7 Important steps to take if your business suffers a ransomware attack

7 Important steps to take if your business suffers a ransomware attack

Ransomware is a malicious program that encrypts a victim’s data or system, and blocks access to it until a ransom is paid. Typically, ransomware spreads through phishing email attachments and even malware-laced websites.

According to global market intelligence firm IDC’s 2021 Ransomware Study, 37% of organizations around the world suffered some form of ransomware attack in 2021. If your business is ever attacked, it’s important to recover as quickly as possible and protect your company from future attacks. Here are some things you need to do:

1. Isolate the affected devices

Ransomware can spread from one computer to another connected to the same network, so it’s best to immediately isolate any infected devices. Do this by unplugging the Ethernet cable, disconnecting them from your Wi-Fi network, or turning them off completely.

Disconnecting infected devices from your network reduces the chances of other computers getting infected, thus minimizing the potential damage the attack can do to your business.

2. Do not pay the ransom

Even if the ransom note claims that your files will be decrypted after you pay a certain amount, do not give in. This is because there's no guarantee that you'll regain access to your files. In fact, a study by research and consulting firm Gartner found that companies who pay the ransom only manage to recover 65% of their data. Paying will also only encourage the cybercriminals behind the attack to target more individuals and businesses.

3. Report the ransomware attack to law enforcement

Report ransomware attacks to your local police department and the FBI Crime Complaint Center. Law enforcement agencies may be able to help catch the perpetrators and get your money back if you paid the ransom.

4. Don’t depend on decryption programs

Even if you find a decryption program, it might not completely decrypt all of your files and the malware may persist on the system. Instead, reformat or replace your hard disks if you have a backup system in place. Replacing them depends on decryption programs, and you’re sure that the new ones are malware-free.

After reformatting or replacing your hard disk, use your backups to recover your apps and files. Use your off-site or cloud-based backups if you have one, as these are likely not affected by the ransomware attack.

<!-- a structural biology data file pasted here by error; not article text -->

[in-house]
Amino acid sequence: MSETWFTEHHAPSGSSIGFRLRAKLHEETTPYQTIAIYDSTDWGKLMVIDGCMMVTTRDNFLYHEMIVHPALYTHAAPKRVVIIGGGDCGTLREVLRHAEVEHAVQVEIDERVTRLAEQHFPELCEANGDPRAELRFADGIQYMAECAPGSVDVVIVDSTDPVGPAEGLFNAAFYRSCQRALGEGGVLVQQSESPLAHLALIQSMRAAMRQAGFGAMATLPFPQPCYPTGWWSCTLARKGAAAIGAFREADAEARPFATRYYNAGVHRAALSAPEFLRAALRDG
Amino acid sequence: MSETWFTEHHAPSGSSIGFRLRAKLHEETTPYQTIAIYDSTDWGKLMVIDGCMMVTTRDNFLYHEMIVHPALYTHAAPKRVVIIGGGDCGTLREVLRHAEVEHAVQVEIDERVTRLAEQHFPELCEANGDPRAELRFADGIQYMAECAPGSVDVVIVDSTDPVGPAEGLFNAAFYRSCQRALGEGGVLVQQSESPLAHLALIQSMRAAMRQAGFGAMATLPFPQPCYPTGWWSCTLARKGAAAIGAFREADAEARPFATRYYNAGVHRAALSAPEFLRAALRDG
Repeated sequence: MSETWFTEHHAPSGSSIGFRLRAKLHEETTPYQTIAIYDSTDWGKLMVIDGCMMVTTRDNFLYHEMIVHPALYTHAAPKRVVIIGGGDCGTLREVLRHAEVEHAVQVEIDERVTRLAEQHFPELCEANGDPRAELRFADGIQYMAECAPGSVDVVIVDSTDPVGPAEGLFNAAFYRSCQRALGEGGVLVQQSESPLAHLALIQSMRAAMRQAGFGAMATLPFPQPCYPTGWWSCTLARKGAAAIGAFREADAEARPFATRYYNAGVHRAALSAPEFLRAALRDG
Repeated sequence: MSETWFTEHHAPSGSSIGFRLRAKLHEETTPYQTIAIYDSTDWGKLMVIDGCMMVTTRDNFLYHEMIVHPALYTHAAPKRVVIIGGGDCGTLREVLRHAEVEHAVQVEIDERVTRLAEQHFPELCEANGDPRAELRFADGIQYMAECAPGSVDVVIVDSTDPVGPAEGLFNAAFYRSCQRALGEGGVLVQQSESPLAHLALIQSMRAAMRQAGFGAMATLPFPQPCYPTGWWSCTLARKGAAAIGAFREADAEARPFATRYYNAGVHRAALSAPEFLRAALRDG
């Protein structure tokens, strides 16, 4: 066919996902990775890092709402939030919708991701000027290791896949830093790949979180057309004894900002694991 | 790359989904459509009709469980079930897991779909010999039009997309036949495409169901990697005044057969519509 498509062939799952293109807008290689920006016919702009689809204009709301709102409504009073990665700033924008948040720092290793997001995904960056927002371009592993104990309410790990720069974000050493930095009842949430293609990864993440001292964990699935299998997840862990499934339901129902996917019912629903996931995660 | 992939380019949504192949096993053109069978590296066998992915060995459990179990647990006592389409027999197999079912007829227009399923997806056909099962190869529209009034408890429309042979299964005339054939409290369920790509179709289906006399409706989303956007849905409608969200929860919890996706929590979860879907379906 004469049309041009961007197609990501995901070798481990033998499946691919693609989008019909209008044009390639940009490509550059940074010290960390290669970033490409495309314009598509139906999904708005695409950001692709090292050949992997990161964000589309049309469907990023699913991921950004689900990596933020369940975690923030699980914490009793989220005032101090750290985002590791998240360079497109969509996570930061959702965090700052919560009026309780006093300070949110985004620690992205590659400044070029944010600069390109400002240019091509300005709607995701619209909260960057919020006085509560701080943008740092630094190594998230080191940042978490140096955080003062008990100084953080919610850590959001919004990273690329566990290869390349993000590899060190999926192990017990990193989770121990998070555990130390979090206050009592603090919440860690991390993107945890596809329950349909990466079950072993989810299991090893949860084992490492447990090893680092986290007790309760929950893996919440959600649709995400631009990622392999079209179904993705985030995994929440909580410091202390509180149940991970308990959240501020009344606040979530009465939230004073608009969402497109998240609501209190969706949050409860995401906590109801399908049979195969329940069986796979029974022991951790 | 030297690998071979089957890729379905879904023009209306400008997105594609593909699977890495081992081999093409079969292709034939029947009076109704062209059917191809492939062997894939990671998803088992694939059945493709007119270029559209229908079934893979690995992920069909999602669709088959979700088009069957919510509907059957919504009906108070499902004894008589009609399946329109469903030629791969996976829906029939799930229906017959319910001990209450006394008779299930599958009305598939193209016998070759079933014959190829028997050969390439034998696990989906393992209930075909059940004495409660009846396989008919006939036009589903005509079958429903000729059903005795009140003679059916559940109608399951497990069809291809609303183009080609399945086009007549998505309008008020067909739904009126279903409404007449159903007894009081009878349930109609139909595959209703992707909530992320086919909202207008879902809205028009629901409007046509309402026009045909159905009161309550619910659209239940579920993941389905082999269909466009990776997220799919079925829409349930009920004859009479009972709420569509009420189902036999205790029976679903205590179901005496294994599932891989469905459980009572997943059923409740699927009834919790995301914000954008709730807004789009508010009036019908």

If you don’t have a proper backup system, you can partner with a reliable managed IT services provider like Complete Document Solutions. We will help you secure your data on our off-site servers so you can easily recover your files even after a ransomware attack.

5. Check if data was stolen

The ransomware that infected your devices may steal your data and upload them to the dark web to be sold for a profit. You can verify this by checking your firewall for signs of data exfiltration, which typically appear as large file transfers sent to an unusual location. If your data was stolen, report the incident immediately.

6. Keep everyone in the loop

Inform everyone that might be affected by the ransomware attack such as your employees, suppliers, service providers, and customers. Let them know what you’re doing to recover from the attack and that they can expect limited or no operational disruptions.

7. Determine what happened

Conduct an investigation to determine how the ransomware attack happened so you can better prevent future attacks.

For instance, you might discover that the attack happened after one of your employees opened a malware-infested file. To mitigate the risk of future ransomware attacks, you need to train your staff to be better at recognizing and avoiding potentially malicious emails and files.

Need help protecting your California business’s IT infrastructure from ransomware and other cyberthreats? Partner with Complete Document Solutions! We will detect and repel malware in real time to ensure that they won’t affect your IT infrastructure. Talk to us today to get a FREE network and IT assessment.


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